Following the release of film adaptation starring Reese Witherspoon as author Strayed back in 2014, it seems that everyone has either read, or heard of, this travel memoir. I picked up a copy last summer, intending to read and participate in a book club discussion, however I failed to get around to it by the time of the meeting, and have been resolving to give it a go ever since. I’ll be honest, the tiny font in my edition puts me off a little, but I know that is a rather silly excuse not to read a book that so many people seem to love. I’d also really like to watch the film, but feel that I must read the source material beforehand, so hopefully I’ll be able to enjoy the story in both mediums within the coming months.

Is It Just Me? by Miranda Hart

Miranda Hart is a woman who never fails to bring a smile to my face. She is, quite simply, an absolute delight, and I cannot believe that, despite my love for her, I’m still yet to read any of her books. Her first title, Is It Just Me?, is a collection of musings on topics such as music, hobbies, beauty, dating and Christmas, sprinkled with personal stories and anecdotes throughout. It sounds lovely, and given my love for Miranda, I have no doubt that this one will keep me giggling throughout!

What are your thoughts on non-fiction? Are there any titles that you’d recommend?

Book Review

Three Holiday Book Reviews | Windfall, Yuki Chan in Brontë Country & Bone Meal for Roses

June 17, 2017

When it comes to choosing books to take away on holiday, I am the worst. As a serial mood-reader, the thought of not being with easy reach of my extensive array of unread books tends to leave me feeling a little stressed, and consequently the pre-holiday panic sets in before I’ve even pulled my suitcase out of storage. If I’m being honest, I probably spend more time contemplating my holiday reading material than I do on any other aspect of the travel planning process – while my suitcase it often packed last-minute, inevitably lacking one essential item or another, I will spend weeks choosing the books that will accompany me on my jaunt abroad, and more often than not pick up a couple of extras at the airport bookshop for good measure, just in case.

On a recent trip to Dubai, I decided that, for a week-long holiday I needed no less than seven books, in addition to a loaded (yet often sadly neglected) Kindle. I had visions of spending the day relaxing in the sun, drinking cocktails and iced coffee, and making my way through at least (at least!) a book a day. Well, that didn’t happen. I ended up reading three of the books that I packed, all with varying levels of enjoyment, so here’s a little round-up of what I read on my holiday!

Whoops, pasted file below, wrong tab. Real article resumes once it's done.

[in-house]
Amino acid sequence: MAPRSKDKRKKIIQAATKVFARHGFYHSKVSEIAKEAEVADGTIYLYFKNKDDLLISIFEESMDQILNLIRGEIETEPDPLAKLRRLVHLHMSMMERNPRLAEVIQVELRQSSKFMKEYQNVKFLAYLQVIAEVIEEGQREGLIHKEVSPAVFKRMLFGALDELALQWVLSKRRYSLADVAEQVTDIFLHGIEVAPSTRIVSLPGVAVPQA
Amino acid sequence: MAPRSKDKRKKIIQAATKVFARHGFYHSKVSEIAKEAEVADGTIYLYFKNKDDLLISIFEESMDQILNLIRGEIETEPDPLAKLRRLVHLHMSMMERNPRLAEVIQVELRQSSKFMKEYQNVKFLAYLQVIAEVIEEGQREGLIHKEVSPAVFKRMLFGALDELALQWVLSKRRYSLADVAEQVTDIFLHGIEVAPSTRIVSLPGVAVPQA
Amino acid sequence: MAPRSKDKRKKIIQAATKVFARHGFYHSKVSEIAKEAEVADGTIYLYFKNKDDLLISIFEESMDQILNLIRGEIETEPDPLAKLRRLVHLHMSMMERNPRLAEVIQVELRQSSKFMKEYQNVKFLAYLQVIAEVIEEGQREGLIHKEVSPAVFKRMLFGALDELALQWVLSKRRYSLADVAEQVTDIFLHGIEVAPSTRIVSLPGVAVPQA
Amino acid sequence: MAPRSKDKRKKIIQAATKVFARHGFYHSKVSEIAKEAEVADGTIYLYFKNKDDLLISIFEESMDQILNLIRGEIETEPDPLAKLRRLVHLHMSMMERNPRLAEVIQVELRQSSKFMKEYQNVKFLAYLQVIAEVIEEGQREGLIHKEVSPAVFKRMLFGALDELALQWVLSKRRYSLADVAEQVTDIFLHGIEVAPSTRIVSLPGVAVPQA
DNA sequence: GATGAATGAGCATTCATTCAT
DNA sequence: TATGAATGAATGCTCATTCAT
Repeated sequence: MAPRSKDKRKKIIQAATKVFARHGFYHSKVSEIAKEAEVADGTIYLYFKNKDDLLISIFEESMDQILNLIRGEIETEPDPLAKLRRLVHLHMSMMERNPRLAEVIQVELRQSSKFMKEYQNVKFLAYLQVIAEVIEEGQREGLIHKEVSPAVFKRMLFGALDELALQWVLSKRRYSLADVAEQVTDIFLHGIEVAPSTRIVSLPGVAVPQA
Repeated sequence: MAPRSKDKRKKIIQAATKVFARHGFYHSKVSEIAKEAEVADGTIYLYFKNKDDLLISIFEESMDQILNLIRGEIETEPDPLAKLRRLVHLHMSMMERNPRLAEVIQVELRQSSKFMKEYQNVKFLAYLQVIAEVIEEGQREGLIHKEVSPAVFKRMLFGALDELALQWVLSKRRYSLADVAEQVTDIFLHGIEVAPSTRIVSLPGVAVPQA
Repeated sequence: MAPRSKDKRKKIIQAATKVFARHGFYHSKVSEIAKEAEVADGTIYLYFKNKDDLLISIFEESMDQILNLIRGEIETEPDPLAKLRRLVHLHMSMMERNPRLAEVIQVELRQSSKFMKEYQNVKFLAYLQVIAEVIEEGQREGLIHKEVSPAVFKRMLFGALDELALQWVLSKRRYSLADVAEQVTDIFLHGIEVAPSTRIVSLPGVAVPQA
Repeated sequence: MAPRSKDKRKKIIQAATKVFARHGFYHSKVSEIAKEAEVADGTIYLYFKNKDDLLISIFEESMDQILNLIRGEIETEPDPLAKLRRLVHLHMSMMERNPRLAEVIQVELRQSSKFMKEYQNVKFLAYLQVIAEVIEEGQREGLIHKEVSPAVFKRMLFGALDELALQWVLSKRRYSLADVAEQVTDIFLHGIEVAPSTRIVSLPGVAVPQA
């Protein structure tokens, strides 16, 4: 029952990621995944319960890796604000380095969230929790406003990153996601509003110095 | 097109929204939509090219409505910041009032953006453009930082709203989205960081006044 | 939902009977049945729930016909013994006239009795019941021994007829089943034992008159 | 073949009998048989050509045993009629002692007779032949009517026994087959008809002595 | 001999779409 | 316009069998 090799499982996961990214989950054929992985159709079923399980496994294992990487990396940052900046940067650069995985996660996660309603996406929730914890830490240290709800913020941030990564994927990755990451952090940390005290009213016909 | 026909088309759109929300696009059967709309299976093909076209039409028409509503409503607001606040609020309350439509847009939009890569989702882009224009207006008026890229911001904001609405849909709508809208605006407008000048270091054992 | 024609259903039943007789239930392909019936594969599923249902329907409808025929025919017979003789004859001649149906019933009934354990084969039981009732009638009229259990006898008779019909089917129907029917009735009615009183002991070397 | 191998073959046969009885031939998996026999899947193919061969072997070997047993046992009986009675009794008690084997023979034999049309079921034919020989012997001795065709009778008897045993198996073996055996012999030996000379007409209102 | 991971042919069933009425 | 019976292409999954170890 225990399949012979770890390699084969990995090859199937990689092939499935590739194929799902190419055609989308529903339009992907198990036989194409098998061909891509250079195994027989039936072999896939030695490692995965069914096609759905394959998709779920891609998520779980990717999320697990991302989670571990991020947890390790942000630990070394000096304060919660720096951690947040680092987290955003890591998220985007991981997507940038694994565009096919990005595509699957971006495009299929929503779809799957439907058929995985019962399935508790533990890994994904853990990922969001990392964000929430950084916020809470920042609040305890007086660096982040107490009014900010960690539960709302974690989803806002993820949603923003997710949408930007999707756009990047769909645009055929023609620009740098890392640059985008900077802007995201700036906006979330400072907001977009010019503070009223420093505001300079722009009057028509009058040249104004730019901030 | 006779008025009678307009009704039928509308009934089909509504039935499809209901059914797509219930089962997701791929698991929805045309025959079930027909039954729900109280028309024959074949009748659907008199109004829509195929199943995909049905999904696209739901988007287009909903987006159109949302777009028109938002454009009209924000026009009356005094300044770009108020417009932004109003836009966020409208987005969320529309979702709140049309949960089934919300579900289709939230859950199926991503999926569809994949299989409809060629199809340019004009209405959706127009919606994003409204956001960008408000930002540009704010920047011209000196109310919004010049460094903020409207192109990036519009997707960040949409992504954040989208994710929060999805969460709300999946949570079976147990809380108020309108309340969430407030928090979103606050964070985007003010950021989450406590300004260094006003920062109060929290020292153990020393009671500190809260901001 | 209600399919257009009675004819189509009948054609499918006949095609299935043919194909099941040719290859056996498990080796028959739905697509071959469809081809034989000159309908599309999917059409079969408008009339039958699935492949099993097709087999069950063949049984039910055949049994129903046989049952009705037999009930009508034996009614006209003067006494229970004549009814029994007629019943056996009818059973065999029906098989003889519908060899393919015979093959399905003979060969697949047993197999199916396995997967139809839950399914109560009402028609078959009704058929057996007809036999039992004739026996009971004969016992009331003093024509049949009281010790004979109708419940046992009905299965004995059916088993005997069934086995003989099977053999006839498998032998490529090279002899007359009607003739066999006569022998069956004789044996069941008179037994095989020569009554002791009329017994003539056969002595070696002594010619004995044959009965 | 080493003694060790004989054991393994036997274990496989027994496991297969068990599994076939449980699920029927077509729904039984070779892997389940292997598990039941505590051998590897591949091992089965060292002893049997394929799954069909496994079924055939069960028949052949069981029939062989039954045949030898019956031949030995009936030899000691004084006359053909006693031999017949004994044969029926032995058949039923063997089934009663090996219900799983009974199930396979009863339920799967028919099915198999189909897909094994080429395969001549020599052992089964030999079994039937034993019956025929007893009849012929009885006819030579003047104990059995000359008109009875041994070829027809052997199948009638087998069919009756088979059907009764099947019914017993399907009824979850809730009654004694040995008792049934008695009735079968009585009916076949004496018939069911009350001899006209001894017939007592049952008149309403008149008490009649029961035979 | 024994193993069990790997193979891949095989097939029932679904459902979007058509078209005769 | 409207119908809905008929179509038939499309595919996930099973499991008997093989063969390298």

Windfall by Jennifer E. Smith

I’m not typically a great reader of YA contemporary fiction, or, for the most part, YA fiction in general. However, as soon as holiday season rolls around I find myself craving fun, quick, light reads that I can fly through in a day or two, the literary equivalent to a cheesy teen movie or romantic comedy. Having read a number of Jennifer E. Smith’s previous titles, I was eagerly anticipating the release of Windfall, a fun novel that ponders the highs and lows of a big lottery win and the ways it can change your life, both for the good and the bad.

Despite the rather lukewarm Goodreads ratings, Windfall was a really enjoyable contemporary that quite honestly I couldn’t put down. Yes, it was fun and fluffy and, in parts, a little predictable, but it also had a depth to it that I wasn’t expecting. There was, of course, a romance element, but unlike many contemporaries I’ve read that wasn’t the primary focus on the plot. Instead, Jennifer E. Smith placed the focus of the novel, and as such the reader’s attention, onto other elements of our main characters’ Teddy and Alice’s lives, such as family, friendship, grief, loss and finding your place in the world. All of the characters felt well fleshed out and completely believable, each with their own backstory and struggles, and I enjoyed getting to know this greatly diverse cast of side characters alongside following Teddy and Alice’s story.